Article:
Space art: Trevor Paglen’s “Orbital Reflector” sculpture to launch in 2018

Artist Trevor Paglen is designing a work of art that will go into orbit. The Orbital Reflector will launch as a secondary payload on a SpaceX Falcon 9 in the spring of 2018. In collaboration with the Nevada Museum of Art they have a Kickstarter campaign underway. With 8 days to go, $61,787 has been pledged towards a goal of $70,000 goal. 

Art is about taking risks. Join us as we become the first artist-museum team to launch a sculptural satellite into space.

A couple of years ago, contemporary artist Trevor Paglen approached the Nevada Museum of Art with a bold idea: launch the first satellite into space that would exist purely as an artistic gesture. The Museum knew that his radical vision — Orbital Reflector — could help to change the way we see our place in the world. Orbital Reflector is a satellite that will have no commercial, military, or scientific purpose. Instead, it will be a public sculpture, visible from the ground without a telescope — a satellite that belongs to everyone.

“Design concept rendering for Trevor Paglen: Orbital Reflector, co-produced and presented by the Nevada Museum of Art, 2017”

More about the project:


Video: Spacecraft Bonanza! – The Planetary Post with Robert Picardo

Here is the Planetary Society‘s latest Planetary Post video with Robert Picardo:

From the caption:

William Shatner sends a message to Voyager 1, Cassini crashes into Saturn, asteroid-seeking OSIRIS-REx gets a gravity assist, and The Planetary Society’s citizen-funded solar sailing spacecraft LightSail® 2 is making news again. Robert Picardo is here to tell you all about it in this month’s Planetary Post. Get space updates delivered straight to your inbox:


Here is the full video  mentioned by Picardo that shows an animation of the LightSail 2 spacecraft development and launch.



Video: SpaceX plans to build a huge new rocket vehicle for low cost space travel

Elon Musk gave a talk today at the International Astronautical Congress (IAC 2017) in Adelaide, Australia in which he described the design of a new SpaceX rocket system, informally called the BFR (e.g. “Big Freaking Rocket”). The company will soon start building the BFR with the goal of uncrewed flights to Mars by 2022 and crewed flights in 2024. The system can also be used to launch satellites, take crews and cargo to the International Space Station, and carry out missions to the lunar surface. He even talked about using it for 30 minute passenger flights between any two points on earth.

Here is Elon’s talk, which he titled, “Making Life Multiplanetary“:

An artist’s view of a BFR spaceship module on the Moon:

Here is a video showing how the vehicle could be used for point-to-point commercial transport on earth.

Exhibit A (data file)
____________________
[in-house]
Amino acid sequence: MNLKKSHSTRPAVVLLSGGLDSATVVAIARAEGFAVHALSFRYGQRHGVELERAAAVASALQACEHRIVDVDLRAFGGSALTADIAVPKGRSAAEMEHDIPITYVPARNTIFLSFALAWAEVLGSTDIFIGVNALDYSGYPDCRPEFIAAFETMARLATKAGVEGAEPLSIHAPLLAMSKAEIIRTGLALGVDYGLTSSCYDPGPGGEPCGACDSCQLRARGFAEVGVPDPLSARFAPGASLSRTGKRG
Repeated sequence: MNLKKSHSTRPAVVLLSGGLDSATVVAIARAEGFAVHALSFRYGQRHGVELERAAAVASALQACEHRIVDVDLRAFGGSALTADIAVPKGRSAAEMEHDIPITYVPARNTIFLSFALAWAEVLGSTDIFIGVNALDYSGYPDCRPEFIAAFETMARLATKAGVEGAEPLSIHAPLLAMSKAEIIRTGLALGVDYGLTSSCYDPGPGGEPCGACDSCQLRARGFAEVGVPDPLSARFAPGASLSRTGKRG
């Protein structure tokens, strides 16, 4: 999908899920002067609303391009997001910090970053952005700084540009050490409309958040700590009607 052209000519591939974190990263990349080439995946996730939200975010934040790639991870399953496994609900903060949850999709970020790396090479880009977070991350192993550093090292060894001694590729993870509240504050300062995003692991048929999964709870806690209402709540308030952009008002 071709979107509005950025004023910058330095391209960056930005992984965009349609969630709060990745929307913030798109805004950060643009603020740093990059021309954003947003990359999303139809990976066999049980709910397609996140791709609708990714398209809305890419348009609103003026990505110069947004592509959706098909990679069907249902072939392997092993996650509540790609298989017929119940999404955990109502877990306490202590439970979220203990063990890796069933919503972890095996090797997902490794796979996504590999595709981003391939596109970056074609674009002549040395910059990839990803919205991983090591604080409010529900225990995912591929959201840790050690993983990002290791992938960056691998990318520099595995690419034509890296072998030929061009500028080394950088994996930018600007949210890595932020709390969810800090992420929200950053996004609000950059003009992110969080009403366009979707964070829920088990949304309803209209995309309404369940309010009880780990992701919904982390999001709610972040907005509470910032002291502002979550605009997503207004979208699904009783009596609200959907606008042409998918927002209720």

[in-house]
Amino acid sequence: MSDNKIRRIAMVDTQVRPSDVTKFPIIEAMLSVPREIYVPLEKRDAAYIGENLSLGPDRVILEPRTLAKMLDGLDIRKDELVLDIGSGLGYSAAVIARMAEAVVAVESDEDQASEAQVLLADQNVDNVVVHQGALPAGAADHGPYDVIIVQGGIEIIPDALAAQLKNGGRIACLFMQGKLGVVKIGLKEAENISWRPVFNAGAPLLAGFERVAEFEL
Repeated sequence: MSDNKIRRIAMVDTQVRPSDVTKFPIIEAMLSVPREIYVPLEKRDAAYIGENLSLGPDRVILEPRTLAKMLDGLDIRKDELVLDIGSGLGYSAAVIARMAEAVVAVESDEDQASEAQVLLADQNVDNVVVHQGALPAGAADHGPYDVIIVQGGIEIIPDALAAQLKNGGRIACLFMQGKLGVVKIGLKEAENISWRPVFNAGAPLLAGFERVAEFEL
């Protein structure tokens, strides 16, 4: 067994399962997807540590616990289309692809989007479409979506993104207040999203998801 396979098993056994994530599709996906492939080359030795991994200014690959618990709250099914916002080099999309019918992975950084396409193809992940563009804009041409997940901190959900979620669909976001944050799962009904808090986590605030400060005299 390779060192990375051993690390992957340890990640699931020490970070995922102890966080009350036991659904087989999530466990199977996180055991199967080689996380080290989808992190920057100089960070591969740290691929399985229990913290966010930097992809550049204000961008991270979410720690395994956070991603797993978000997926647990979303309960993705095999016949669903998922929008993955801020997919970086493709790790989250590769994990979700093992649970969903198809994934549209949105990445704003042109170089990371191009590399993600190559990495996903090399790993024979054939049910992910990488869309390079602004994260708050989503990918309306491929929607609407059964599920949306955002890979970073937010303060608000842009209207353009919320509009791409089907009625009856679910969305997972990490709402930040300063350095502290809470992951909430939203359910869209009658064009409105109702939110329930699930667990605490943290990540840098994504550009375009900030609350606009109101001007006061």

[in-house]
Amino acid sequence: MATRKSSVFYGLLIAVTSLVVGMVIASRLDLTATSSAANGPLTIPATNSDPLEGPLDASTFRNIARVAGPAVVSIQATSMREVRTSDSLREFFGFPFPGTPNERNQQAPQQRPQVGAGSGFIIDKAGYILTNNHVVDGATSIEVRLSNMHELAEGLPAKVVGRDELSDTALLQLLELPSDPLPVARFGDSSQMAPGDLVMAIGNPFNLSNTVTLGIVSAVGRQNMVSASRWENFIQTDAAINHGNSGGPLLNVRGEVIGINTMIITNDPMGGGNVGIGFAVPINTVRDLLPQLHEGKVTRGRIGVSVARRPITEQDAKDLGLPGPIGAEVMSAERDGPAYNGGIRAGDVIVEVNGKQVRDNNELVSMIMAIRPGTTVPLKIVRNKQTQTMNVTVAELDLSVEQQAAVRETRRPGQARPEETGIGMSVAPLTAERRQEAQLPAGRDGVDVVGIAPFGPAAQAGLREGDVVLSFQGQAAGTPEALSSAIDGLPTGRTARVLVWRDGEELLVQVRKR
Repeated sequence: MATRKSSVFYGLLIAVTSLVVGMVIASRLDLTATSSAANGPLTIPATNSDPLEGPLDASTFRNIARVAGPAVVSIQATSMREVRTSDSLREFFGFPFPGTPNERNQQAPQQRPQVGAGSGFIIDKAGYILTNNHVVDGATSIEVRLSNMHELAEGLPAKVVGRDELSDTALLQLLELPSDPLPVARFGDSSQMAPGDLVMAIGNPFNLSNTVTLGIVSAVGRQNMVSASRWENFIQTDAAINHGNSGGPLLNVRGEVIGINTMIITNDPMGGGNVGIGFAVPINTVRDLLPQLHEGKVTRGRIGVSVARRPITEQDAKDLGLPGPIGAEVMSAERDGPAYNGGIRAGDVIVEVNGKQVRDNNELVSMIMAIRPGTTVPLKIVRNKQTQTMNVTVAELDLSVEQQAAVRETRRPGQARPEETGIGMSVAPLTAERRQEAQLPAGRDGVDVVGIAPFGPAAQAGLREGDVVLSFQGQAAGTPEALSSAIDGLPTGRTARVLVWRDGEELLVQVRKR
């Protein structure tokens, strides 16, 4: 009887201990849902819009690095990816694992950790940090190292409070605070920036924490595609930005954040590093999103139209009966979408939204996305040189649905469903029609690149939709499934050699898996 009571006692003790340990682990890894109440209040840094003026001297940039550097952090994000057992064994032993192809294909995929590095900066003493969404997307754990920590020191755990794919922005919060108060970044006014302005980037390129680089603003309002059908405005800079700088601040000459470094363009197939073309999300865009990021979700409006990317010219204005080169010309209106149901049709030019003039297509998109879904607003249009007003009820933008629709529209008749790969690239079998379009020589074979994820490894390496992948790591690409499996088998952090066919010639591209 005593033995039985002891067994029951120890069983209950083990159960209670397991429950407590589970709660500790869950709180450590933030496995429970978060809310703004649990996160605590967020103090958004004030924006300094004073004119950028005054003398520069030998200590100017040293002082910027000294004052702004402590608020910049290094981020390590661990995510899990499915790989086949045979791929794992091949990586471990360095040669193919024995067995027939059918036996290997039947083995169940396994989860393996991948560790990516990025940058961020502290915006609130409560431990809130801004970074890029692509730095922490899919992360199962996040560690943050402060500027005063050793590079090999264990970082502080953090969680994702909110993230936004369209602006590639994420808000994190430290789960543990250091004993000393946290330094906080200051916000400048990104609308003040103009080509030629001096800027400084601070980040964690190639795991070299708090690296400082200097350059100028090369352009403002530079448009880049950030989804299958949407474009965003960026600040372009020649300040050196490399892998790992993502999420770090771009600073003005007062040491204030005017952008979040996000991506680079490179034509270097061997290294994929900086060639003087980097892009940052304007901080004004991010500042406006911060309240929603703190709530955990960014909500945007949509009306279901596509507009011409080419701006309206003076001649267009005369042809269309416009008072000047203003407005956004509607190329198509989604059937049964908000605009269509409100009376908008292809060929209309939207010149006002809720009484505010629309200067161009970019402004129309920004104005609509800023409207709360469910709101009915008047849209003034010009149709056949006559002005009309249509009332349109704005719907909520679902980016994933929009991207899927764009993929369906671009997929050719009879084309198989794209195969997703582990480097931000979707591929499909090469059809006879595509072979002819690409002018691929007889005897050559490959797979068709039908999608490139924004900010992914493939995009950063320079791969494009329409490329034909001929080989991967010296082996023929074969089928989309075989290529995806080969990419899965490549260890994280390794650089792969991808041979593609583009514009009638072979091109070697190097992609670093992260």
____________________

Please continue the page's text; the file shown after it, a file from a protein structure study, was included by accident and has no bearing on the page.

“Fly to most places on Earth in under 30 mins and anywhere in under 60. Cost per seat should be about the same as full fare economy in an aircraft. Forgot to mention that.” – Elon Musk

A brief clip showing a Mars base enabled by the BFR growing into a city:

SpaceX has credibility for such aspirations because the company has proven it can do things that were not considered feasible by many in the space industry even just a few years ago. Here, for example, is a compilation of clips showing the 16 successful landings so far of the SpaceX Falcon 9 first stage boosters:

Update: Astronomer Scott Manley of the Kerbal Space Program rocket simulator gives his view of the BFR:

And here is the Everyday Astronaut‘s take on the plan:


Video: NASA art contest for kids 4 to 12 – Winning entries to go in commercial crew calendar

NASA is sponsoring a space art contest for kids ages 4-12 on the theme of astronauts flying on commercial crew vehicles to the ISS: Commercial Crew 2018 Calendar Artwork Contest | NASA

NASA’s Commercial Crew Program is partnering with private companies to develop new spacecraft to fly astronauts on NASA missions to the International Space Station, and we want kids to have a fun way to learn more about this program while being creative!

The Commercial Crew Program is holding an artwork contest from Oct. 2 to Nov. 2 for children ages four to 12 years old. The winning artwork will be used to create a 2018 calendar, which has a different space-related theme for each month. The themes educate students about the International Space Station, astronauts, growing food in space and more! Unique and original artwork will be selected for each month. Once the calendar is complete, it will be transmitted to astronauts aboard the space station. The calendar also will include supplemental education materials for kids here on Earth to learn more about the space-related themes. 

Go to for more information about the competition’s themes, rules and deadlines plus the entry form. Get your parent’s permission, of course!